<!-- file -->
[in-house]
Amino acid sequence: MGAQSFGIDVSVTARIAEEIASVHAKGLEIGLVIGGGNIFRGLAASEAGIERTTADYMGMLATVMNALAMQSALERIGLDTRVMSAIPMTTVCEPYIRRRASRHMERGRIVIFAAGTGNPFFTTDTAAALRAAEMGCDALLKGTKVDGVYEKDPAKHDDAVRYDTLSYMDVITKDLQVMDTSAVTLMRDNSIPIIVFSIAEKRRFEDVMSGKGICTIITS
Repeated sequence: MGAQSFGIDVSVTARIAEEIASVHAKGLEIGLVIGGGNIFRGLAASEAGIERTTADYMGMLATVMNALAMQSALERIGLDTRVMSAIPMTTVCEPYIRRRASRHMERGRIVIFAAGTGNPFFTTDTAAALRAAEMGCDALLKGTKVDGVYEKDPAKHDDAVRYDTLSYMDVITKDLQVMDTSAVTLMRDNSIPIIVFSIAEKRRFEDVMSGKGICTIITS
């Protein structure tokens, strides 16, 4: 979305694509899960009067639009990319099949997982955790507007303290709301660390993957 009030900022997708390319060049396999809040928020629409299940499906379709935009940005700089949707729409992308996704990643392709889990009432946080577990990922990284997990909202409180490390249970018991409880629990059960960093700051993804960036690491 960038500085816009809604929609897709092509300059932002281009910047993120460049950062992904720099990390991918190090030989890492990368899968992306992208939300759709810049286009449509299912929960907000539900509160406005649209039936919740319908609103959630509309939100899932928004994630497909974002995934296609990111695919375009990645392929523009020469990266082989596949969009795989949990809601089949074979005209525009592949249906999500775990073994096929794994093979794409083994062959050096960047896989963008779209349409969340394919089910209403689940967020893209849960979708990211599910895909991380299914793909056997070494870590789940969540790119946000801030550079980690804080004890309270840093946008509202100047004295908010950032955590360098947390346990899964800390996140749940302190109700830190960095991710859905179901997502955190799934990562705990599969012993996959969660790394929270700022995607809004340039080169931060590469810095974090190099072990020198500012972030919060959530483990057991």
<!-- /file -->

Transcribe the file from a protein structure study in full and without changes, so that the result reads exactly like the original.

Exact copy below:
[in-house]
Amino acid sequence: MGAQSFGIDVSVTARIAEEIASVHAKGLEIGLVIGGGNIFRGLAASEAGIERTTADYMGMLATVMNALAMQSALERIGLDTRVMSAIPMTTVCEPYIRRRASRHMERGRIVIFAAGTGNPFFTTDTAAALRAAEMGCDALLKGTKVDGVYEKDPAKHDDAVRYDTLSYMDVITKDLQVMDTSAVTLMRDNSIPIIVFSIAEKRRFEDVMSGKGICTIITS
Repeated sequence: MGAQSFGIDVSVTARIAEEIASVHAKGLEIGLVIGGGNIFRGLAASEAGIERTTADYMGMLATVMNALAMQSALERIGLDTRVMSAIPMTTVCEPYIRRRASRHMERGRIVIFAAGTGNPFFTTDTAAALRAAEMGCDALLKGTKVDGVYEKDPAKHDDAVRYDTLSYMDVITKDLQVMDTSAVTLMRDNSIPIIVFSIAEKRRFEDVMSGKGICTIITS
């Protein structure tokens, strides 16, 4: 979305694509899960009067639009990319099949997982955790507007303290709301660390993957 009030900022997708390319060049396999809040928020629409299940499906379709935009940005700089949707729409992308996704990643392709889990009432946080577990990922990284997990909202409180490390249970018991409880629990059960960093700051993804960036690491 960038500085816009809604929609897709092509300059932002281009910047993120460049950062992904720099990390991918190090030989890492990368899968992306992208939300759709810049286009449509299912929960907000539900509160406005649209039936919740319908609103959630509309939100899932928004994630497909974002995934296609990111695919375009990645392929523009020469990266082989596949969009795989949990809601089949074979005209525009592949249906999500775990073994096929794994093979794409083994062959050096960047896989963008779209349409969340394919089910209403689940967020893209849960979708990211599910895909991380299914793909056997070494870590789940969540790119946000801030550079980690804080004890309270840093946008509202100047004295908010950032955590360098947390346990899964800390996140749940302190109700830190960095991710859905179901997502955190799934990562705990599969012993996959969660790394929270700022995607809004340039080169931060590469810095974090190099072990020198500012972030919060959530483990057991």